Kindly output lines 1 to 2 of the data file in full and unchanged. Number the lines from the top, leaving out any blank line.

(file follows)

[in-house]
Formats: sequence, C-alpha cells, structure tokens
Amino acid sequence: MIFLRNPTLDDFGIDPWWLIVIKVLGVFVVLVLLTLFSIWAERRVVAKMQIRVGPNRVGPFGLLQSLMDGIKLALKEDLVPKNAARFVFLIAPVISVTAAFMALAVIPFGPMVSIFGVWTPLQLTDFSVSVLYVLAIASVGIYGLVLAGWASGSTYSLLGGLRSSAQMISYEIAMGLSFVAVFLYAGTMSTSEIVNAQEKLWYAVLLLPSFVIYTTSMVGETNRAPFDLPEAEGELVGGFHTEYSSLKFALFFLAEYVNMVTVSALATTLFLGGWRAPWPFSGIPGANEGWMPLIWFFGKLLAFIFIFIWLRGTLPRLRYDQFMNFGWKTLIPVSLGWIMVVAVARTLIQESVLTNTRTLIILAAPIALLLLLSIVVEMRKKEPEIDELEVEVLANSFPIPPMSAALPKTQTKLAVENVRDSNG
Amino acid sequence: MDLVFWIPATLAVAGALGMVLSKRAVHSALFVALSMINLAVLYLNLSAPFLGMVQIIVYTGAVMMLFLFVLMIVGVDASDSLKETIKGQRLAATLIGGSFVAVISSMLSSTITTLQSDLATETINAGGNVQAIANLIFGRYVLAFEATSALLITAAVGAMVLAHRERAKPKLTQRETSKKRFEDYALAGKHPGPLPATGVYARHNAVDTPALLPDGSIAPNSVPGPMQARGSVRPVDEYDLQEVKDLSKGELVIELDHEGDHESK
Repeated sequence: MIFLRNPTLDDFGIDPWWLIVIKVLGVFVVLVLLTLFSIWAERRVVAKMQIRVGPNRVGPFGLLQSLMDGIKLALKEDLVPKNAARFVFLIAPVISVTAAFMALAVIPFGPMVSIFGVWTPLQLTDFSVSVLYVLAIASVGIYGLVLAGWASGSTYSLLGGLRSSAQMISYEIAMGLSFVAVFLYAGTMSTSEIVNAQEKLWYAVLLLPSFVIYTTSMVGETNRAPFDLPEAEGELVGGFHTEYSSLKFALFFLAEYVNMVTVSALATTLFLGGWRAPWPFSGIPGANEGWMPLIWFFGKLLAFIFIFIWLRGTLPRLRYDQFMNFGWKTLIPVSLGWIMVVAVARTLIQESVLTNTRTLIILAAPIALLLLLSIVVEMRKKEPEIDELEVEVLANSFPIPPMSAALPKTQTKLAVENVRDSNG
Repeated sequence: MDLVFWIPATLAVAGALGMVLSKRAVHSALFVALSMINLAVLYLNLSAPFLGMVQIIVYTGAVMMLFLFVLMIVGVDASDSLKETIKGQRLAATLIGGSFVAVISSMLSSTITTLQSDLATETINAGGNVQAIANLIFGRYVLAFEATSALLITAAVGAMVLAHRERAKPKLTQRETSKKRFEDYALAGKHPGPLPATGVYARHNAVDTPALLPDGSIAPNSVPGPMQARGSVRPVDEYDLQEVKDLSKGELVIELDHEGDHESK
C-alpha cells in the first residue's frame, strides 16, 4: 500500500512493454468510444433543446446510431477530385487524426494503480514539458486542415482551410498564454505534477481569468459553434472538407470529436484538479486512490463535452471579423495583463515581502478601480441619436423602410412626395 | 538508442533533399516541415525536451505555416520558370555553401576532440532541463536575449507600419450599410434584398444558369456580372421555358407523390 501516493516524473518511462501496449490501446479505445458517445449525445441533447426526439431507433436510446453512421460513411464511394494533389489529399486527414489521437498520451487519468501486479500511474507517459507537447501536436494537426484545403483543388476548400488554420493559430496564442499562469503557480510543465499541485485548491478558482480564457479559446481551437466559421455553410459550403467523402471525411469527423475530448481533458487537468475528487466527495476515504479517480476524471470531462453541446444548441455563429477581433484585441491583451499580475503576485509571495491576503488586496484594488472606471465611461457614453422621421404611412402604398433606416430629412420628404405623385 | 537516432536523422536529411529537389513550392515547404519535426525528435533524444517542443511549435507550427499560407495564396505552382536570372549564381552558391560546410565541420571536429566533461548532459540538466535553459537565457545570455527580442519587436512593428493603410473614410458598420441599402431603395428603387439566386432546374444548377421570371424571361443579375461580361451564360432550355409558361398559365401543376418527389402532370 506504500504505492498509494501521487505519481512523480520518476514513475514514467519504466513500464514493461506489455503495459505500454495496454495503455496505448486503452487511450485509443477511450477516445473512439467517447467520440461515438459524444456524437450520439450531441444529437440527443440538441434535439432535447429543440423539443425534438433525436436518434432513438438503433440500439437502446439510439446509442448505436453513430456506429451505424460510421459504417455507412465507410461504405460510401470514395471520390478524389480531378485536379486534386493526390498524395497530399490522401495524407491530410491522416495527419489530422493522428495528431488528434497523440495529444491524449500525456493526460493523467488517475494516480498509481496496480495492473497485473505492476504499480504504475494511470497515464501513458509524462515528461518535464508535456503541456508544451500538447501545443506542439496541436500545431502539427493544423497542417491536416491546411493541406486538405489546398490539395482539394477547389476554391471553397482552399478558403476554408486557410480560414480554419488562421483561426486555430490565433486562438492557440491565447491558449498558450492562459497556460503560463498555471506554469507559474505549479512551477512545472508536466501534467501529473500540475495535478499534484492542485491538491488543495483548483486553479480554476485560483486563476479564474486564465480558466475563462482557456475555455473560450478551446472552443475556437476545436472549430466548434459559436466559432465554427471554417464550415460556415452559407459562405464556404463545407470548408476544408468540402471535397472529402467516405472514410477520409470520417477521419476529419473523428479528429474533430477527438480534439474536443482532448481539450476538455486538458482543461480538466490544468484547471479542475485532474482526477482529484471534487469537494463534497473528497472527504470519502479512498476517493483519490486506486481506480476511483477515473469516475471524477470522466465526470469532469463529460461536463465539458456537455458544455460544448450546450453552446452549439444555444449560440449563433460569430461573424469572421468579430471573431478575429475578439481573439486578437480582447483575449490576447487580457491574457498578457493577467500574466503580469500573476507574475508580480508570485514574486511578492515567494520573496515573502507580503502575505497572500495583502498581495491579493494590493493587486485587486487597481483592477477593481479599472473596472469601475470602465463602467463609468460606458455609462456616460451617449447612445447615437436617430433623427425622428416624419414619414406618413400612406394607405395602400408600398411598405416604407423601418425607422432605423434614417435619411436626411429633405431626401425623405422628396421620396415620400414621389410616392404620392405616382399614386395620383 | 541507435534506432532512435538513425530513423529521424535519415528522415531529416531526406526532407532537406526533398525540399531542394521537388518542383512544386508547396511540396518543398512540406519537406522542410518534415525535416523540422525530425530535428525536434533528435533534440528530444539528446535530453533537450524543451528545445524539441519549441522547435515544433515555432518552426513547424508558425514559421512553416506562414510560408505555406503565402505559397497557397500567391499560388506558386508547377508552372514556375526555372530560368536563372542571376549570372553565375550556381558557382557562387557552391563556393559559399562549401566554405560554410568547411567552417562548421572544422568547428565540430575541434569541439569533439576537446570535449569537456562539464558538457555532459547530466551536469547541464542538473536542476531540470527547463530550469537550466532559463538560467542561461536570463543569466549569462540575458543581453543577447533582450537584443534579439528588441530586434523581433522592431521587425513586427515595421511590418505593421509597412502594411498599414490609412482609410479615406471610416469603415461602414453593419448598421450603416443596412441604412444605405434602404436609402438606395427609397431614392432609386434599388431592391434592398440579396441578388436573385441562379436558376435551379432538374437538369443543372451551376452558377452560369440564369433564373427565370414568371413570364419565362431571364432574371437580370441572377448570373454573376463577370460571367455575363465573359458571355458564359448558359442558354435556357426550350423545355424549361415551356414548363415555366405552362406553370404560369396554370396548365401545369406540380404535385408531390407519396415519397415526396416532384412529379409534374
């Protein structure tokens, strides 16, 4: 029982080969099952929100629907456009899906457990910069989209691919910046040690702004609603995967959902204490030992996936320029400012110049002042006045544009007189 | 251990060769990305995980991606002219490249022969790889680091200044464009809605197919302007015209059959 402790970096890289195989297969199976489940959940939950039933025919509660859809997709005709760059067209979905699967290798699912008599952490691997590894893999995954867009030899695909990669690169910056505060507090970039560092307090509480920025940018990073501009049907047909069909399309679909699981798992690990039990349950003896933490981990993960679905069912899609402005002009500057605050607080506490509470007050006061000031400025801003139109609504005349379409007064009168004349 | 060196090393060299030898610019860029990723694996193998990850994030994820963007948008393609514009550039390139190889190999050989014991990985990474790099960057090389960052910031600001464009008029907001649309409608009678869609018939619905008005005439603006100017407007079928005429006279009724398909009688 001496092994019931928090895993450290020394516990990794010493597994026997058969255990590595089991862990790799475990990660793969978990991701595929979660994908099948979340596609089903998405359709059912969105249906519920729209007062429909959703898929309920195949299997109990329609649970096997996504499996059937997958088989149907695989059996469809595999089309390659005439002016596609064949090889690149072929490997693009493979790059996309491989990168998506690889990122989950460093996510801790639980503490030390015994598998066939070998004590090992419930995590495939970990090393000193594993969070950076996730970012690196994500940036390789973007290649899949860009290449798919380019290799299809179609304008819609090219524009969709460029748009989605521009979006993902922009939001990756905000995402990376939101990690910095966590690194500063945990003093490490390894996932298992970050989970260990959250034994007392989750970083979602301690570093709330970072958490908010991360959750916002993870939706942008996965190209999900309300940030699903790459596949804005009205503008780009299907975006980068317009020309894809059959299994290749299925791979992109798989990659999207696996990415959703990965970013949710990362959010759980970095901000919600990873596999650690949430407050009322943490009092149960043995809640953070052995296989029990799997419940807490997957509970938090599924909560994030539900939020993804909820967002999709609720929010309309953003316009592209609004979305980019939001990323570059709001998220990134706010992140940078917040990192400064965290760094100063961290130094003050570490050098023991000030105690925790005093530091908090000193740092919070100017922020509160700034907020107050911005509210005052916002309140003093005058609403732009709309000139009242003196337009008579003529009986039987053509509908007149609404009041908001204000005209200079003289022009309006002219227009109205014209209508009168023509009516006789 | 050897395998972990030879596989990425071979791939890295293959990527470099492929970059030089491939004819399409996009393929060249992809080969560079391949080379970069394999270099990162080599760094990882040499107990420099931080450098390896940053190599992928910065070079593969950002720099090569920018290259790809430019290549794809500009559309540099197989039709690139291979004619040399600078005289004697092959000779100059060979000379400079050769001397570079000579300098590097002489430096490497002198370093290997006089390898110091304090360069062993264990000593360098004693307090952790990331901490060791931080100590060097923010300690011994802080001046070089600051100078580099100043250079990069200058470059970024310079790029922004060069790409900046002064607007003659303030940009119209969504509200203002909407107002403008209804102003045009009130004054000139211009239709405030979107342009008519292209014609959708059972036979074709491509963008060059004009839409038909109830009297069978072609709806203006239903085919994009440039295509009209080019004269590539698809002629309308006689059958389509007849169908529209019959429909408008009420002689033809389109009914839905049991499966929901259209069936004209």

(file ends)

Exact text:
[in-house]
Formats: sequence, C-alpha cells, structure tokens